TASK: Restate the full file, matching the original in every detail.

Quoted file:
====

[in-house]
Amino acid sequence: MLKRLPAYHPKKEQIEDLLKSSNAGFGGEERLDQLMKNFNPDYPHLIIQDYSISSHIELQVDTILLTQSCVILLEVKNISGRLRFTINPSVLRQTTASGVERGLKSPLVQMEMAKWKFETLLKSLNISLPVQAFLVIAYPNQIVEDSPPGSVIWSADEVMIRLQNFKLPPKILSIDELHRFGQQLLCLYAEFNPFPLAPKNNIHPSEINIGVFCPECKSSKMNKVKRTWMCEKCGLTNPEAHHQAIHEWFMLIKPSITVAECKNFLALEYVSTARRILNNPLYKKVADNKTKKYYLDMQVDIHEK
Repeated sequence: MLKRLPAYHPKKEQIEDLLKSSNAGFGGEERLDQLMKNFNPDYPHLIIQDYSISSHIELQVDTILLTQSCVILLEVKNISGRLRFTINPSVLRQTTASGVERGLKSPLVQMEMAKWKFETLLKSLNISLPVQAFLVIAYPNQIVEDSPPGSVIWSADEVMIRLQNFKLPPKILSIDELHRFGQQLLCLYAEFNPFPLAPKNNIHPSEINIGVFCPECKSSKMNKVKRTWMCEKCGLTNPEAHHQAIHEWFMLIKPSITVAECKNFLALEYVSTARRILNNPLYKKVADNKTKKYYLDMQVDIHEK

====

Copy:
[in-house]
Amino acid sequence: MLKRLPAYHPKKEQIEDLLKSSNAGFGGEERLDQLMKNFNPDYPHLIIQDYSISSHIELQVDTILLTQSCVILLEVKNISGRLRFTINPSVLRQTTASGVERGLKSPLVQMEMAKWKFETLLKSLNISLPVQAFLVIAYPNQIVEDSPPGSVIWSADEVMIRLQNFKLPPKILSIDELHRFGQQLLCLYAEFNPFPLAPKNNIHPSEINIGVFCPECKSSKMNKVKRTWMCEKCGLTNPEAHHQAIHEWFMLIKPSITVAECKNFLALEYVSTARRILNNPLYKKVADNKTKKYYLDMQVDIHEK
Repeated sequence: MLKRLPAYHPKKEQIEDLLKSSNAGFGGEERLDQLMKNFNPDYPHLIIQDYSISSHIELQVDTILLTQSCVILLEVKNISGRLRFTINPSVLRQTTASGVERGLKSPLVQMEMAKWKFETLLKSLNISLPVQAFLVIAYPNQIVEDSPPGSVIWSADEVMIRLQNFKLPPKILSIDELHRFGQQLLCLYAEFNPFPLAPKNNIHPSEINIGVFCPECKSSKMNKVKRTWMCEKCGLTNPEAHHQAIHEWFMLIKPSITVAECKNFLALEYVSTARRILNNPLYKKVADNKTKKYYLDMQVDIHEK